xt7k3j392z57 https://nyx.uky.edu/dips/xt7k3j392z57/data/mets.xml University of Kentucky Fayette County, Kentucky The Kentucky Kernel 19610215  newspapers sn89058402 English  This digital resource may be freely searched and displayed.  Permission must be received for subsequent distribution in print or electronically.  Physical rights are retained by the owning repository.  Copyright is retained in accordance with U. S. copyright laws.  For information about permissions to reproduce or publish, contact the Special Collections Research Center. The Kentucky Kernel The Kentucky Kernel, February 15, 1961 text The Kentucky Kernel, February 15, 1961 1961 2015 true xt7k3j392z57 section xt7k3j392z57 Jo!) Outlook Good

Today's Weather:
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For June Grads;
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Four

Low

38, High 58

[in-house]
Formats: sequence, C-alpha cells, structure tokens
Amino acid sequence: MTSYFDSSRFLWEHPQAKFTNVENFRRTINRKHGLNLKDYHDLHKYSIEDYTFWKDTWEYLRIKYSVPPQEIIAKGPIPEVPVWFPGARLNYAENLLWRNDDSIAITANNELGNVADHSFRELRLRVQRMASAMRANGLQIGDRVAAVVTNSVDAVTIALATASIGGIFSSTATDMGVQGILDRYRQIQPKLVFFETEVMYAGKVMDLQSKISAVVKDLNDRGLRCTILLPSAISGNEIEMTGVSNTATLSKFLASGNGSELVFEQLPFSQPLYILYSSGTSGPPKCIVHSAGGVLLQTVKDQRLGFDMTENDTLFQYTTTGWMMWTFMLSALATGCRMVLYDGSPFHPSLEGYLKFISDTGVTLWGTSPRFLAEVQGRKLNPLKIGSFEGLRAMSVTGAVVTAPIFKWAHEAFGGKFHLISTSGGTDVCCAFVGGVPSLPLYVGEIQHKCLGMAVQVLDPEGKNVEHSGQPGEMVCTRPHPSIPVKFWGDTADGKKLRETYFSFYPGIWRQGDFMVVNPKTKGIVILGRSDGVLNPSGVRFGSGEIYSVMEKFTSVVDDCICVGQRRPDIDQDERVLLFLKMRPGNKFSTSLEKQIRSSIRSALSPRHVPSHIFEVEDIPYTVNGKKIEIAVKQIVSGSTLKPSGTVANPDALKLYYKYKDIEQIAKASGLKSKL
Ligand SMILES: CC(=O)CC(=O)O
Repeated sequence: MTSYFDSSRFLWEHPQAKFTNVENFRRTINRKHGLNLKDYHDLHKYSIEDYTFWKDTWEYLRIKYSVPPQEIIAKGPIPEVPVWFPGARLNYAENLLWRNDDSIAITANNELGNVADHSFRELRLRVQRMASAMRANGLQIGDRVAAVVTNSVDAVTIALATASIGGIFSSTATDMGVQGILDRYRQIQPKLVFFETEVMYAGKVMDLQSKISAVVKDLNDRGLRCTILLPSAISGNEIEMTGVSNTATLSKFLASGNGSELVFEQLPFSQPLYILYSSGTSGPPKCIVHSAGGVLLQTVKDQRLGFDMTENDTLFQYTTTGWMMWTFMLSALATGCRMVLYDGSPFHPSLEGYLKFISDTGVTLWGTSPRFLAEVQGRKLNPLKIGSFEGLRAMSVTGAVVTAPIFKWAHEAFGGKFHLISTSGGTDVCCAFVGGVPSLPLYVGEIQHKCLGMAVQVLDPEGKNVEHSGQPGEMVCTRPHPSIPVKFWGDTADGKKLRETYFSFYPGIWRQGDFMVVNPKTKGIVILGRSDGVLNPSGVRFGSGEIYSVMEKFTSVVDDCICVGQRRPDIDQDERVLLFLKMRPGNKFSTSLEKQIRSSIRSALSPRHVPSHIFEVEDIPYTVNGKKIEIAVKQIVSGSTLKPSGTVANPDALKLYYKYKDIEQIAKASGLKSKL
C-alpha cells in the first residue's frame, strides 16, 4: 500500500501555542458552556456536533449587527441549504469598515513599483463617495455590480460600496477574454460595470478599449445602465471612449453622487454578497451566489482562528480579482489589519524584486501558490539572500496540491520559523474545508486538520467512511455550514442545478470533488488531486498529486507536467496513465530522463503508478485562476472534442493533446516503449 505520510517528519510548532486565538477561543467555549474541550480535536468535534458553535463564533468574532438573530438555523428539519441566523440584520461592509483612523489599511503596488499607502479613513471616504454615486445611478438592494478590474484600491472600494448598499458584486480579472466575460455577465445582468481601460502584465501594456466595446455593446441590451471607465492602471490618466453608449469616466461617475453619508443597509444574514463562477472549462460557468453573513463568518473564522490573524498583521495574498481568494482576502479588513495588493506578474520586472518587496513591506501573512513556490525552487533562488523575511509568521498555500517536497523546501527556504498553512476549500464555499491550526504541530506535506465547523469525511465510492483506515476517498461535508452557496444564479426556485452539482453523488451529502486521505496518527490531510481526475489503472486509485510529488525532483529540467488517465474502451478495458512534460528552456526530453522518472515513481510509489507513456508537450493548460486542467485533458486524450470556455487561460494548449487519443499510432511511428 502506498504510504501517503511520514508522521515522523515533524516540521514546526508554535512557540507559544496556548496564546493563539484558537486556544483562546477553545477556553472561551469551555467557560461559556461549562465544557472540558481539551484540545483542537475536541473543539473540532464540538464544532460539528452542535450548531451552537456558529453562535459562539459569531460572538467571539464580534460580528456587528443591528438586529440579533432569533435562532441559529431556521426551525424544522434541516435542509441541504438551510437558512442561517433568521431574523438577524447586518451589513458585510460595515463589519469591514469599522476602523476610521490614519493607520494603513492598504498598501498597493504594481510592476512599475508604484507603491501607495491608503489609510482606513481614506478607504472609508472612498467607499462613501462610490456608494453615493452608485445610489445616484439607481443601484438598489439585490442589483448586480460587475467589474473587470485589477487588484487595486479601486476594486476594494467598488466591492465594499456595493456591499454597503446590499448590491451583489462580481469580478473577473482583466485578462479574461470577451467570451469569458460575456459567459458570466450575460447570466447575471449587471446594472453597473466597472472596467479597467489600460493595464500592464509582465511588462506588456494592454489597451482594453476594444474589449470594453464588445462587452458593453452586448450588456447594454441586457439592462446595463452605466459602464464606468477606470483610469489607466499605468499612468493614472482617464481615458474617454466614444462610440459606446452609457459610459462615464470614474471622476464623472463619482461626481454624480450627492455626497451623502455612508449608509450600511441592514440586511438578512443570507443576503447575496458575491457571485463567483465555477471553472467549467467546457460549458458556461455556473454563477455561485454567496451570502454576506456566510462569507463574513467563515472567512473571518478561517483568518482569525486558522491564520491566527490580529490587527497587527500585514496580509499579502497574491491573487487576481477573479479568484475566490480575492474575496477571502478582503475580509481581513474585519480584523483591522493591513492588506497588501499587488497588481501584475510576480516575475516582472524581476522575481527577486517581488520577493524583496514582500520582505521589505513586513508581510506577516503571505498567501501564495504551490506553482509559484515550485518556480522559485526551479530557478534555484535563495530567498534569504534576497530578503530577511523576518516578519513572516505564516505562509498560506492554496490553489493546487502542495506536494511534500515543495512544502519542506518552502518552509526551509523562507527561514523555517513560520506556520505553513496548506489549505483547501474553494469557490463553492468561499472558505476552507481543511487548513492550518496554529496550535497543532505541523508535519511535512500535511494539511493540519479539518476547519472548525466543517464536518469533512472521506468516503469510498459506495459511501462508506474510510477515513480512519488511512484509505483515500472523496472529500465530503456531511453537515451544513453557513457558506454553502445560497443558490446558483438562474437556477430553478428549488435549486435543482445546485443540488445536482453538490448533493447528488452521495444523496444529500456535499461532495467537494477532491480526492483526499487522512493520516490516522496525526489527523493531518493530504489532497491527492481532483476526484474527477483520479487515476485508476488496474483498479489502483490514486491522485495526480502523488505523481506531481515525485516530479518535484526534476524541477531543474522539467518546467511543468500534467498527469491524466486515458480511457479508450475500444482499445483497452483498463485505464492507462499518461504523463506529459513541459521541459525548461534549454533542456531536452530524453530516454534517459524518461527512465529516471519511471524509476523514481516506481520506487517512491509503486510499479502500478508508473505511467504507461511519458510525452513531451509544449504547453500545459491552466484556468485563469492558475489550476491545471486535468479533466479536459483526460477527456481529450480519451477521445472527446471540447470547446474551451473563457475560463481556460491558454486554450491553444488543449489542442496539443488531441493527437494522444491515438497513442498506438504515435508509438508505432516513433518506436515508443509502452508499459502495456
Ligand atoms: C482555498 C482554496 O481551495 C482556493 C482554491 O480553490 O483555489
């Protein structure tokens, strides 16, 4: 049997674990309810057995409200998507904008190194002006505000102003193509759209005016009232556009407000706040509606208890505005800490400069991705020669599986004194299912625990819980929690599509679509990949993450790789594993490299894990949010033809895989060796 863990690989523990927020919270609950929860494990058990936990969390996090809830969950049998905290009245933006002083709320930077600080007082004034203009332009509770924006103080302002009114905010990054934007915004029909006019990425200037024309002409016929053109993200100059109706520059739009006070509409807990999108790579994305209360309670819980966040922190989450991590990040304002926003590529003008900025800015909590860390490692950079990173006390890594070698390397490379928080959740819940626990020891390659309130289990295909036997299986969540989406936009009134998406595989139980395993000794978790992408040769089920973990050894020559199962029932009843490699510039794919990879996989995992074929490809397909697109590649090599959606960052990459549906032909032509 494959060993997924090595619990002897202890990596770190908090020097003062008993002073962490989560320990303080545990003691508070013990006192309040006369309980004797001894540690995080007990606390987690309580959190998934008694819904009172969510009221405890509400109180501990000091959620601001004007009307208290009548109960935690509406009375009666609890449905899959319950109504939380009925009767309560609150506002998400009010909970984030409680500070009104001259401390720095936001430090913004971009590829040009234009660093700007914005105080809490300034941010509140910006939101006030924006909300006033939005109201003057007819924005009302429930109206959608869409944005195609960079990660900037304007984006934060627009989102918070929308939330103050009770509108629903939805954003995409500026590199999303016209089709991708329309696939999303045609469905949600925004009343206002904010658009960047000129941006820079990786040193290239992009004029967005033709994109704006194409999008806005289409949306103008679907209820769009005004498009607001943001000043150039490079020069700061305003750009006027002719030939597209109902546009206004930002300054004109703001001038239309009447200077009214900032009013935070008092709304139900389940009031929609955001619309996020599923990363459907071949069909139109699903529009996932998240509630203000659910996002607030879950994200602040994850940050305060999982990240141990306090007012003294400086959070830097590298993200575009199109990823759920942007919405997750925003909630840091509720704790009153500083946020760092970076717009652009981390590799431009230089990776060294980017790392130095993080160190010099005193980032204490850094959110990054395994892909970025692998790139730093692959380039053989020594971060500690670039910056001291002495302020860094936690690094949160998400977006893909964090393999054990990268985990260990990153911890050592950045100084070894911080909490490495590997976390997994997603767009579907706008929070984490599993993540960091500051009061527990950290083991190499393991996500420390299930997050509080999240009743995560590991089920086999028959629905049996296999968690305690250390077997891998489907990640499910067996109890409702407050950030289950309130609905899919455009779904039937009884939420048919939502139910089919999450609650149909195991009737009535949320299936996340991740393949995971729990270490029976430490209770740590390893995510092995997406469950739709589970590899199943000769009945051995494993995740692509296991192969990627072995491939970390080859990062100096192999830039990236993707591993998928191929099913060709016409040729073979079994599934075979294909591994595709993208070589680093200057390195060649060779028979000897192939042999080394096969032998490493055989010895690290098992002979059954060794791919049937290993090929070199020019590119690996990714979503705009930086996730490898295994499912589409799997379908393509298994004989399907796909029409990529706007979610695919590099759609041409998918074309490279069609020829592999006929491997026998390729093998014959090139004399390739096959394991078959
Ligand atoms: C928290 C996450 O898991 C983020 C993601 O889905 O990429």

University of Kentucky
Vol. LI I, No. 62

LEXINGTON,

jy

KY., WEDNESDAY, FEU. 15, I9fil

Judiciary Committee
Appointed, Approved
By KERRY POWELL

Kernel Staff Writer

"

)

vl
C

J

Student Congress Monday
night unanimously approved
the appointment of five stu- dents four men and one vo- man to serve terms as "stu- dent judges" on the legislative
groups important Judiciary
Committee.
.

-l'
C'lifford Long, I'nlverslty policeman, and a vending machine
k
machine in the Journalism
maintenance man inspect a
Ituilding after it had been opened and the rash box taken from
it Monday night.

it

John Williams, Junior Commerce
representative, was appointed
chairman of the committee by

Three Vending Machines
Are Looted On Campus
WARREN WHEAT
Tuesday News Editor

By